Madame Chrysantheme

Pierre Loti

Madame Chrysantheme, by Pierre Loti

The Project Gutenberg EBook of Madame Chrysantheme, by Pierre Loti This eBook is for the use of anyone anywhere at no cost and with almost no restrictions whatsoever. You may copy it, give it away or re-use it under the terms of the Project Gutenberg License included with this eBook or online at
Title: Madame Chrysantheme
Author: Pierre Loti
Release Date: March 12, 2005 [EBook #15335]
Language: English
Character set encoding: ISO-8859-1

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Madame La Duchesse,
Allow me to crave your acceptance of the following work, as a respectful tribute of my attachment.
I felt some hesitation in offering it, for its main incident cannot be deemed altogether proper; but I have striven that in its expression at least, it should not sin against good taste, and I trust that my endeavours have been successful.
It is the diary of a summer of my life, in which I have changed nothing, not even the dates, thinking as I do, that in our efforts to arrange matters we often only succeed in disarranging them. Although the most important r?le may appear to devolve on Madame Chrysantheme, it is very certain that the three principal personages are myself, Japan, and the effect produced on me by that country.
Do you remember a certain photograph--rather ridiculous I must admit--representing that big fellow Yves, a Japanese girl and myself, grouped closely together as we were placed side by side by a Nagasaki artist? You smiled when I assured you that the carefully combed little creature placed between us two, had been one of our neighbours. Kindly welcome my book with the same indulgent smile, without seeking therein a meaning either good or bad, in the same spirit that you would receive some quaint bit of pottery, some grotesquely carved ivory idol, or some preposterous trifle brought back for you from this singular fatherland of all preposterousness.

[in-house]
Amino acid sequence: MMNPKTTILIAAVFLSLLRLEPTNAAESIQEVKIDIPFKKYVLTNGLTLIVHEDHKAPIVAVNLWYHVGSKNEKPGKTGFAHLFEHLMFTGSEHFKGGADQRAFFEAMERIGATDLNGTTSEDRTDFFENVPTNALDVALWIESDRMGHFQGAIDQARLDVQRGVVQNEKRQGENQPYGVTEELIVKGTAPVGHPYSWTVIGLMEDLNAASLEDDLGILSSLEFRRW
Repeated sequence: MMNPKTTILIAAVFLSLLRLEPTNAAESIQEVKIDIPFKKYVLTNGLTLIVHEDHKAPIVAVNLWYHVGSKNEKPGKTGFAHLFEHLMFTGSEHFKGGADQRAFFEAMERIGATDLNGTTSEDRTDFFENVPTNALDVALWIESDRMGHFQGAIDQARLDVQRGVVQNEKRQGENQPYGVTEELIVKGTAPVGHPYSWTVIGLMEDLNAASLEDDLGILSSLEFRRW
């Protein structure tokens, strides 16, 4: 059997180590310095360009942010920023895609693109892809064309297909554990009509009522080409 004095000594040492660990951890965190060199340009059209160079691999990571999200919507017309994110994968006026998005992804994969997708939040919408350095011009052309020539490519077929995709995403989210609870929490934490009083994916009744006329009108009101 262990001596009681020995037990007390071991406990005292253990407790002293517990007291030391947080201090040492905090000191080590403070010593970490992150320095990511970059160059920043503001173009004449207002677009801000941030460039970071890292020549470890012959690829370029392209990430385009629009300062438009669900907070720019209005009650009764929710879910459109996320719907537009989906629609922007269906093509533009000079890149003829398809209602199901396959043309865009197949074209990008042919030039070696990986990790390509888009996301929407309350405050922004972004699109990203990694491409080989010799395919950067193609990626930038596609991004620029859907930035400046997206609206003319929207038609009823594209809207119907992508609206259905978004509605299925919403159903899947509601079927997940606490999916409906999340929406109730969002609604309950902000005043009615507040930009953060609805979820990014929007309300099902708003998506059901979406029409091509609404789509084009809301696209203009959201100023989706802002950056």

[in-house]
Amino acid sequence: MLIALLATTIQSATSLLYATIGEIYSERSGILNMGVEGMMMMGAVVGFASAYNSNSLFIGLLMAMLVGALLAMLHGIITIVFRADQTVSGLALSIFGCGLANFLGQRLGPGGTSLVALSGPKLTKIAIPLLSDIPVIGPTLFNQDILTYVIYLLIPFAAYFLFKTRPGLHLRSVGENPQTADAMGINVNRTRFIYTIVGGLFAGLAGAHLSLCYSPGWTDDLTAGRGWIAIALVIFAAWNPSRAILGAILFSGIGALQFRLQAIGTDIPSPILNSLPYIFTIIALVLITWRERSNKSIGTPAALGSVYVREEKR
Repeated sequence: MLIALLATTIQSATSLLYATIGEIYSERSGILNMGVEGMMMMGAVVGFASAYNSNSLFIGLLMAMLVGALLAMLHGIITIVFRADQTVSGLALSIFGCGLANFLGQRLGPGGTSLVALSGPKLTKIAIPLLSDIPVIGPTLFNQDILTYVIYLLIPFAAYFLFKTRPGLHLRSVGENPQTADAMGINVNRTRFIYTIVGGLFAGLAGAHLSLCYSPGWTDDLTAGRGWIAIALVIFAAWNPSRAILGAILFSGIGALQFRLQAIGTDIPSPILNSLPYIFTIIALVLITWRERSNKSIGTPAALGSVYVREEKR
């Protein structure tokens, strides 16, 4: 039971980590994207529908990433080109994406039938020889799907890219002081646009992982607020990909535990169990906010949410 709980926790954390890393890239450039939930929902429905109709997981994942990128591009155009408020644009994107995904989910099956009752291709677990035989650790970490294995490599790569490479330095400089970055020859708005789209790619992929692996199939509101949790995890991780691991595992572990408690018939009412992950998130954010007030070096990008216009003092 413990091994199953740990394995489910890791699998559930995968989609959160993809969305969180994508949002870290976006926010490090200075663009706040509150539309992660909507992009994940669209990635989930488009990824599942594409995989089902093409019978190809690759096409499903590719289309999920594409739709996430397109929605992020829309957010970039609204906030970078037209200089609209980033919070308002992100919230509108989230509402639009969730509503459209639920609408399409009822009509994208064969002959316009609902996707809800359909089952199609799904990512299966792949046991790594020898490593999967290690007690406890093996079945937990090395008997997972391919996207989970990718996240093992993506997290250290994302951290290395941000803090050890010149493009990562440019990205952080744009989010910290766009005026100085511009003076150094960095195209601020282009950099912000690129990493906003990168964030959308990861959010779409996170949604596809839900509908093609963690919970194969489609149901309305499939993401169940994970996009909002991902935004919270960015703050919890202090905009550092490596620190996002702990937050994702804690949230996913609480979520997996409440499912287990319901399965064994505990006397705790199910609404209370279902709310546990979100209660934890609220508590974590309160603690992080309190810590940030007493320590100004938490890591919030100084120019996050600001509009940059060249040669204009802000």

Believe me with the deepest respect, Madame la Duchesse,
Your affectionate

At sea, about two o'clock in the morning, on a clear night, under a star-lit sky.
Yves stood near me on the bridge, and we were talking of the country, so utterly unknown to us both, to which the chances of our destiny were now wafting us. As we were to cast anchor the following day, we enjoyed the state of expectation, and formed a thousand plans.
"As for me," I said, "I shall at once marry."
"Ah!" returned Yves, with the indifferent air of a man whom nothing can surprise.
"Yes--I shall choose a little yellow-skinned woman with black hair and cat's eyes. She must be pretty. Not much bigger than a doll. You shall have a room in our house. A little paper house, in the midst of green gardens, prettily shaded. We shall live among flowers, everything around us shall blossom, and each morning our dwelling shall be filled with nosegays, nosegays such as you have never dreamt of."
Yves now began to take an interest in these plans for my future household; indeed, he would have listened with as much confidence, if I had manifested the intention of taking temporary vows in some monastery of this new country, or of marrying some island queen and shutting myself up with her in a house built of jade, in the middle of an enchanted lake.
In reality I had quite made up my mind to carry out the scheme I had unfolded to him. Yes, actually, led on by ennui and solitude, I had gradually arrived at dreaming of and looking forward to this absurd marriage. And then, above all, to live for awhile on land, in some shady nook, amid trees and flowers. How tempting it sounded after the long months we had been wasting at the Pescadores (hot and arid islands, devoid of freshness, woods, or streamlets, full of faint odors of China and of death).
We had made great way in latitude, since our vessel had quitted that Chinese furnace, and the constellations in the sky had undergone a series of rapid changes; the Southern Cross had disappeared at the same time as the other austral stars; and the Great Bear rising on the horizon, was almost on as high a level as it is in the French sky. The fresh evening breeze soothed and revived us, bringing back to us the memory of our summer night watches on the coast of Brittany.
What a distance we were, however, from those familiar coasts! What a terrible distance!


At dawn of day we sighted Japan.
Precisely at the foretold moment Japan arose before us, afar off, like
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